Donald Johnson said...

SBC FORMED over the slavery issue. The slave holders just could not see why the baptists mostly in the North did not think slavery was Biblical. They were accused of being liberals, forsaking the gospel truth.

SBC has a history of accusing those that do not agree with them of being liberals, but it is something they should hesitate to claim.

Blake said...

Maybe my experience with IV was unique but I really don't understand why all this recent negativity has been directed toward IV. My own chapter had a good relationships with the charismatic, evangelical, methodist, lutheran, catholic and even the Southern Baptist church in town. The other students, leaders and chapters we met at the various conferences we went to all appeared conservative, evangelical and orthodox to me (mind you I'm a Southern Baptist so if anyone's going to complain about that I will). Many of the national IV leaders go to the same evangelical megachurch which I've visited and thought was a solid church.

I suspect a lot of these complaints shouldn't be directed at IV as a whole but to particular leaders in IV they've met or heard about and don't like. I know of a few people in IV that I wouldn't be disappointed if they left, but those kind of people exist in every organization. I also suspect that many people would like to treat and critique IV as if it were a denomination with the hierarchy and chain of authority. If anything though IV should be likened to the free church structure. Individual chapters may be less than desirably orthodox (in some people's opinions), but that hardly reflects on all IV chapters. I personally have not yet met people from a chapter of IV that talked about doing things I thought was bad or unorthodox and I've met people from many many chapters all over the midwest.

Even with regard to the egalitarianism I think the critics are exaggerating things. In the chapter of IV I was a part of I don't know anyone other than maybe our staff worker that was a true egalitarian. Most of the students came from complementarian backgrounds and remained that way through their experience with IV. Most probably became more liberal complementarians and would be closer to egalitarianism than the chauvinistic complementarianism found among more fundamentalist congregations. It wasn't that big of an issue in our chapter and I never got the impression it was an especially big issue in other chapters when I questioned them precisely on this issue. In fact when the topic came up at conferences we were usually told that the relationship was more like a dance where the male is the leader and leads with the slightest touches and movements while the women do the dance maneuvers that get noticed or something like that.

There's so much more I could say about this. I truly don't understand why it seems IV is suddenly getting all this bad attention. I know I am ever grateful for how I grew spiritually there and I intend to support the ministry as long as I live.

EricW said...

In fact when the topic came up at conferences we were usually told that the relationship was more like a dance where the male is the leader and leads with the slightest touches and movements while the women do the dance maneuvers that get noticed or something like that.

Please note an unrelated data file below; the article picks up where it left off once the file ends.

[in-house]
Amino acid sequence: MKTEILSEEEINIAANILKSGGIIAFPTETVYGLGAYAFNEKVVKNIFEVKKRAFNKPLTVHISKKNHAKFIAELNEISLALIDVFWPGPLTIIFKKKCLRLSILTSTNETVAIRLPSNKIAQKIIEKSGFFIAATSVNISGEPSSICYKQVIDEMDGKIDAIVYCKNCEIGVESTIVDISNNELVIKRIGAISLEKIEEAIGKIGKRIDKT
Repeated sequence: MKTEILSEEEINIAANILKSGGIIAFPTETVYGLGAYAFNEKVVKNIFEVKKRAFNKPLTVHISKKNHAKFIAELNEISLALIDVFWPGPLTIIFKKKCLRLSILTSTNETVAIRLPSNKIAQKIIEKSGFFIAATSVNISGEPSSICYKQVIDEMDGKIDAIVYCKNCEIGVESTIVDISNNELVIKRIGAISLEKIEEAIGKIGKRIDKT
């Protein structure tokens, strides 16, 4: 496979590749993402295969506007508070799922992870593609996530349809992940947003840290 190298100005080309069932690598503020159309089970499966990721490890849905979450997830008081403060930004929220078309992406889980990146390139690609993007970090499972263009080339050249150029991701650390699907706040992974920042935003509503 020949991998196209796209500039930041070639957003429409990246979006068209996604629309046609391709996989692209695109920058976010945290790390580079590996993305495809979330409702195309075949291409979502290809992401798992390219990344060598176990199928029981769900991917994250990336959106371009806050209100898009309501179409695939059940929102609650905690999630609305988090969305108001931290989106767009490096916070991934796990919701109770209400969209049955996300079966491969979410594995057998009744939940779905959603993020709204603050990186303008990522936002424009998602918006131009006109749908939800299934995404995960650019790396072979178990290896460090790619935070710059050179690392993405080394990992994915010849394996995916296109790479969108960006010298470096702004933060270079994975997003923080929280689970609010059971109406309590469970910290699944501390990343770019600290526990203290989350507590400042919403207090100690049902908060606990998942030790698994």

That is the weirdest analogy/explanation/justification for complementarianism I've ever read or heard.

I'm not sure I get it. It makes it sound like the woman is a puppet with the man hiding out of sight but pulling the strings (gently and lovingly, of course).

Blake said...

I think the point was that the dance only works and is beautiful when both do their parts and the male doesn't have the part of being flashy, but leads in a humble way according to the requirements of the dance. I've never danced so it doesn't make any sense to me. I'm not sure I'm the best to explain the analogy as fully as it was used.

Lin said...

"Just look at what the leadership of Al Mohler did for the Southern Baptist Theological Seminary."

Yes, I lived through it and saw MANY good people thrown under the bus over this issue. I also have several female family members who graduated from there back in the early 90's with ministry degrees. No more.

It never stops at Patriarchy as a doctrine. It becomes politics and eventually evolves into ESS which is now taught at SBTS.

And it is the most successful SBC seminary.

EricW said...
This comment has been removed by the author.
EricW said...

"ESS" = "Eternal Subordination of the Son" - correct?

Lin said...

ESS" = "Eternal Subordination of the Son" - correct?

11:26 AM

Yes. It is huge at SBTS. As is Family Integrated Church and the absolute authority of elders over the Body and the husband as prophet, priest and king over his wife and kids.

It all points back to one thing...being puffed up with authority and power over others. It is all the same sin and the doctrines are created to fit the sin.

Suzanne McCarthy said...

I have to chuckle a bit if the dance analogy is being used by Baptists. I don't dance either so really it appears to me to be an effort to romanticize the subordination of women. I won't comment on that one further. :-)

Blake said...

It wasn't baptists who used it Suzanne, it was IV staff.

Brian Krieger said...

Perhaps I am missing something (I often am), but where does Piper condemn women leadership outside the church (parachurch)?

Lydia said...

Hi Brian, I wish I had time to look for the article on CBMW where Piper says that a woman who has male direct reports at work should only make 'suggestions' and not give direct orders. To give direct orders upsets the natural order of things.

Oh, and his advice on how to give directions to a man so as not to appear to be teaching him.

Brian Krieger said...

Interesting, that would be an interesting read. Suzanne, do you have a reference?

Suzanne McCarthy said...

Tonight, Brian.

Peter Kirk said...

Brian, see this post of mine and this one for some evidence. It seems that John Piper doesn't even fully accept women as bus drivers.

Suzanne McCarthy said...


On page 355 of Recovering Biblical Manhood and Womanhood,

"Since parachurch organizations (such as mission boards or campus ministries) and Christian institutions (such as colleges and seminaries) are also part of the church universal, the body of Christ, it would seem that such restrictions should apply to their governing boards as well. They are a part of the church; why should they act as though they were not?"

This is in chapter 20 by George Knight but it is edited by Piper and Grudem. I do think that Grudem keeps the list of what a woman may and may not do, so it would be interesting to see if there is a difference there.

Suzanne McCarthy said...

Grudem provides his argument, based on work done by Bruce Ware.

Brian Krieger said...

Thanks, Suzanne. I had left a comment yesterday about it (again), but cyberspace gnomes are afoot.